A cheat sheet for what brokers and lenders love and hate to see
finance-advice
1 minute read

A cheat sheet for what brokers and lenders love and hate to see

A cheat sheet for what brokers and lenders love and hate to see

by Sasha Karen | September 20, 2018 | 1 minute read

Securing finance is important now more than ever, so how do you make yourself as appealing to lenders to get that loan? Smart Property Investment speaks with a mortgage broker to find out.

brokers, lenders, cheat sheet, accountant
September 20, 2018

In a market that’s becoming tighter and tighter for investors, getting on the good side of a lender is key, but how do you do it?

According to Aaron Christie-David, managing director of Atelier Wealth, there’s a few things that can help an investor’s case for a loan.

The first would be to invest into established property in areas that have low supply.

“Why? Because we’ve never seen postcode restrictions like this before,” Mr Christie-David said.

“Mortgage insurance can make the decision for banks, so some LMI doesnt cover high-density areas. And you look at the amount of lenders that have postcode restrictions; youve got Suncorp, AMP, NAB, I think were up to nine lenders that have hard postcode restrictions.

“That almost tells you that their appetite is well and truly dried up for new stock, and the reason for that is sometimes its a lack of compatible sales, sometimes theres too much exposure in that development, sometimes theres high density. They just wont touch it.”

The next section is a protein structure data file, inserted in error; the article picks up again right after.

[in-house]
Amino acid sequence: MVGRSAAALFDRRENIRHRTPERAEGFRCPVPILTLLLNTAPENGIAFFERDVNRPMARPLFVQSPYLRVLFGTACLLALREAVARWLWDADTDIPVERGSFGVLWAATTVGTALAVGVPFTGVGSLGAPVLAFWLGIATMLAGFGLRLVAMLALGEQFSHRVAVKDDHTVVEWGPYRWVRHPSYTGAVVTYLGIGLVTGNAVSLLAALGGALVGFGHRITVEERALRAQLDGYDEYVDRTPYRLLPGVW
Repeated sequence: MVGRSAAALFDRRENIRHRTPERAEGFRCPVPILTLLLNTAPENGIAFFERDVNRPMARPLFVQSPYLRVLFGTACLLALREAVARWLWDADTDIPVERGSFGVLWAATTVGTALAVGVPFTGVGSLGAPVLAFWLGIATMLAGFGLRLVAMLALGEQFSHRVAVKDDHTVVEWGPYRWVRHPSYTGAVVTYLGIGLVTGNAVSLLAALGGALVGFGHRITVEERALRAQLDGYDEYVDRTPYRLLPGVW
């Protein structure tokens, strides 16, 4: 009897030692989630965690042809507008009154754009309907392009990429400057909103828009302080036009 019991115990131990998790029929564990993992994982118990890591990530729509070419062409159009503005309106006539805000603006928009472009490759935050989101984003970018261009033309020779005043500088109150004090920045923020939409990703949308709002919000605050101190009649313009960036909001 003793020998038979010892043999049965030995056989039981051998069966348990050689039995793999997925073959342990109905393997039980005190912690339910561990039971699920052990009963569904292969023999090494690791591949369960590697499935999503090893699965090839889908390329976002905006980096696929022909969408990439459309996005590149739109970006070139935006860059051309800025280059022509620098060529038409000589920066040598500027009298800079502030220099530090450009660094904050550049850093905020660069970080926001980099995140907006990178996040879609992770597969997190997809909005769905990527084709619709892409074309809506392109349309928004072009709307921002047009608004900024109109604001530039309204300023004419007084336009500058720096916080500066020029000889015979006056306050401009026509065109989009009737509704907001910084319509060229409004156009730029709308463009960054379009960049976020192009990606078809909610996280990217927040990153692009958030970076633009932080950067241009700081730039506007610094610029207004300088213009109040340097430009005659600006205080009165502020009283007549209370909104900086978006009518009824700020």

He added that it’s like buying a one-bedroom studio, as an investor would be limited to who would be willing to fund it as well as who would buy it. He said that if banks say this investing strategy is tough, it should raise questions to investors why they would place themselves in the situation where the pool of buyers are reduced due to property type.

If an investor decides to side with a mortgage broker, there are a few mindsets that can help out an investor’s case.

“One is theyve got an idea on what theyd like to achieve. Now its almost like giving a brief to a chef and going, ‘Im hungry, and you can keep bringing up properties and keep bringing out ideas, but until you say that you want Italian, youre [not] going to get Italian, right?” Mr Christie-David said.

“So, investors that have a good clear brief on what they want to achieve.

“The others [are that] they want to be willing to work with a team, so we always talk about the team... and what we also like to see is a good money and mindset connection as well. Theyre not scared of taking on the debt, for example. So, that to me is what I like to see.”

Meanwhile, what makes a broker’s job harder are ones that constantly see “shiny objects” and keep changing their strategy as well as investors who take on advice from inexperienced sources.

This then can result in burning investors, which is something that Mr Christie-David does not like seeing at all.

“They lose confidence and they dont invest, so the only ones that are being hurt are themselves. What were trying to say is, its all right, its like being in a bad relationship: happened for a reason [and] you move on. It doesnt say youre ever going to stop dating again, right?” the MD said.

“You might have some scar tissue or you might have heard a bad story, it might be fear, but all that can be addressed by getting something that’s a good-quality property that’s going to get you the results.”

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